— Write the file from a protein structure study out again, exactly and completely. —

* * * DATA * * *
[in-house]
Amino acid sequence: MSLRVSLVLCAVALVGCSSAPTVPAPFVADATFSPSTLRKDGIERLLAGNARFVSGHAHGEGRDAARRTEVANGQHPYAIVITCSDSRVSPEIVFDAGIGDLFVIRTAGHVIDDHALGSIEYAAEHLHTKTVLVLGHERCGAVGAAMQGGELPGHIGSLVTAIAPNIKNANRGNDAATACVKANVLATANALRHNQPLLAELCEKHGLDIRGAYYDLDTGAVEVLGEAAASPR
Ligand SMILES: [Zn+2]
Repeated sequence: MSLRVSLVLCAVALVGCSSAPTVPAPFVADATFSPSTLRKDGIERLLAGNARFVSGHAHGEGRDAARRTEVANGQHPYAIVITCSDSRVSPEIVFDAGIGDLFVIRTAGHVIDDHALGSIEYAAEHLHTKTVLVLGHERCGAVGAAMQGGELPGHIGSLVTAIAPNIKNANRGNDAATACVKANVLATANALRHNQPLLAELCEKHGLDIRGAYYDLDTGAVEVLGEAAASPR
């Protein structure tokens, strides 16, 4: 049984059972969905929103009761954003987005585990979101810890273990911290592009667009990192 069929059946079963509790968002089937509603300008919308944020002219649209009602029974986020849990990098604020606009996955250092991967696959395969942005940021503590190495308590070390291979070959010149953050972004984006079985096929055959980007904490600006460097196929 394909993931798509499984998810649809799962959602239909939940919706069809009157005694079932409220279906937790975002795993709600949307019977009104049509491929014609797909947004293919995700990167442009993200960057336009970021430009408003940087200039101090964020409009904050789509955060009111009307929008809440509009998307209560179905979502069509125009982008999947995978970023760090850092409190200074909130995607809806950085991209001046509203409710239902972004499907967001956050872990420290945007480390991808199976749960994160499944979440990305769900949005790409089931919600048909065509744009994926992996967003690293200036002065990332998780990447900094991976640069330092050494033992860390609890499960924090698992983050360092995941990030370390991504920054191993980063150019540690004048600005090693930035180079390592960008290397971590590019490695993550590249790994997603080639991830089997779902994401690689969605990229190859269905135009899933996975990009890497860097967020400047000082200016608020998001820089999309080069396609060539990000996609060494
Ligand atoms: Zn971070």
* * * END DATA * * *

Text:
[in-house]
Amino acid sequence: MSLRVSLVLCAVALVGCSSAPTVPAPFVADATFSPSTLRKDGIERLLAGNARFVSGHAHGEGRDAARRTEVANGQHPYAIVITCSDSRVSPEIVFDAGIGDLFVIRTAGHVIDDHALGSIEYAAEHLHTKTVLVLGHERCGAVGAAMQGGELPGHIGSLVTAIAPNIKNANRGNDAATACVKANVLATANALRHNQPLLAELCEKHGLDIRGAYYDLDTGAVEVLGEAAASPR
Ligand SMILES: [Zn+2]
Repeated sequence: MSLRVSLVLCAVALVGCSSAPTVPAPFVADATFSPSTLRKDGIERLLAGNARFVSGHAHGEGRDAARRTEVANGQHPYAIVITCSDSRVSPEIVFDAGIGDLFVIRTAGHVIDDHALGSIEYAAEHLHTKTVLVLGHERCGAVGAAMQGGELPGHIGSLVTAIAPNIKNANRGNDAATACVKANVLATANALRHNQPLLAELCEKHGLDIRGAYYDLDTGAVEVLGEAAASPR
């Protein structure tokens, strides 16, 4: 049984059972969905929103009761954003987005585990979101810890273990911290592009667009990192 069929059946079963509790968002089937509603300008919308944020002219649209009602029974986020849990990098604020606009996955250092991967696959395969942005940021503590190495308590070390291979070959010149953050972004984006079985096929055959980007904490600006460097196929 394909993931798509499984998810649809799962959602239909939940919706069809009157005694079932409220279906937790975002795993709600949307019977009104049509491929014609797909947004293919995700990167442009993200960057336009970021430009408003940087200039101090964020409009904050789509955060009111009307929008809440509009998307209560179905979502069509125009982008999947995978970023760090850092409190200074909130995607809806950085991209001046509203409710239902972004499907967001956050872990420290945007480390991808199976749960994160499944979440990305769900949005790409089931919600048909065509744009994926992996967003690293200036002065990332998780990447900094991976640069330092050494033992860390609890499960924090698992983050360092995941990030370390991504920054191993980063150019540690004048600005090693930035180079390592960008290397971590590019490695993550590249790994997603080639991830089997779902994401690689969605990229190859269905135009899933996975990009890497860097967020400047000082200016608020998001820089999309080069396609060539990000996609060494
Ligand atoms: Zn971070």